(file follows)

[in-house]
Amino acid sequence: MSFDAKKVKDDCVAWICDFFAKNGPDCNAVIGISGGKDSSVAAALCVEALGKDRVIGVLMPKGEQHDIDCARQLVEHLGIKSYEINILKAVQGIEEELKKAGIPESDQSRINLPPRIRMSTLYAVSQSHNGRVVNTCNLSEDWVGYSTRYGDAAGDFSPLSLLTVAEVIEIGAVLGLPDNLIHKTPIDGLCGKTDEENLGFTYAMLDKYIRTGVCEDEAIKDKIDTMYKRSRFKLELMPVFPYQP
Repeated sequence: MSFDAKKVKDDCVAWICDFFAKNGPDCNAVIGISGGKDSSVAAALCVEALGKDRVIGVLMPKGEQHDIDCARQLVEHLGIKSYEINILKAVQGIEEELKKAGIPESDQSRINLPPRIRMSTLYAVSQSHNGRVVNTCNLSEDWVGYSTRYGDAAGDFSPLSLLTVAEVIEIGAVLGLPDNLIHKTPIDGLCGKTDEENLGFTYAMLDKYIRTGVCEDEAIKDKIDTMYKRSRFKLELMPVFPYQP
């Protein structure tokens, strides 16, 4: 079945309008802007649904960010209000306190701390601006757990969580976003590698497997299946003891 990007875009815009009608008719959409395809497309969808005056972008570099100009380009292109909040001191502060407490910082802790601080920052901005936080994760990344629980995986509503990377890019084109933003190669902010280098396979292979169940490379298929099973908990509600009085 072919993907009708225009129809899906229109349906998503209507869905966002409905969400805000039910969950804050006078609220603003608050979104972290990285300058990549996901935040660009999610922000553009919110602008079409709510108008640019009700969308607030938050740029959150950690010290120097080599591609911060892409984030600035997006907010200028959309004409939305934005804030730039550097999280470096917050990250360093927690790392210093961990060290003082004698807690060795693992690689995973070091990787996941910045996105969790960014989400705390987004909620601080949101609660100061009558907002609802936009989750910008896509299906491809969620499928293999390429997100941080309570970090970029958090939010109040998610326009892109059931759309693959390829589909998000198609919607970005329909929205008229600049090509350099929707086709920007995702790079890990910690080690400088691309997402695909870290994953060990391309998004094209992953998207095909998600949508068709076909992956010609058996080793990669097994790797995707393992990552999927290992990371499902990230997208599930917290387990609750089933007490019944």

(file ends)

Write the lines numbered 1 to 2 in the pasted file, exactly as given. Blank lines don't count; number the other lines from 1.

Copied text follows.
[in-house]
Amino acid sequence: MSFDAKKVKDDCVAWICDFFAKNGPDCNAVIGISGGKDSSVAAALCVEALGKDRVIGVLMPKGEQHDIDCARQLVEHLGIKSYEINILKAVQGIEEELKKAGIPESDQSRINLPPRIRMSTLYAVSQSHNGRVVNTCNLSEDWVGYSTRYGDAAGDFSPLSLLTVAEVIEIGAVLGLPDNLIHKTPIDGLCGKTDEENLGFTYAMLDKYIRTGVCEDEAIKDKIDTMYKRSRFKLELMPVFPYQP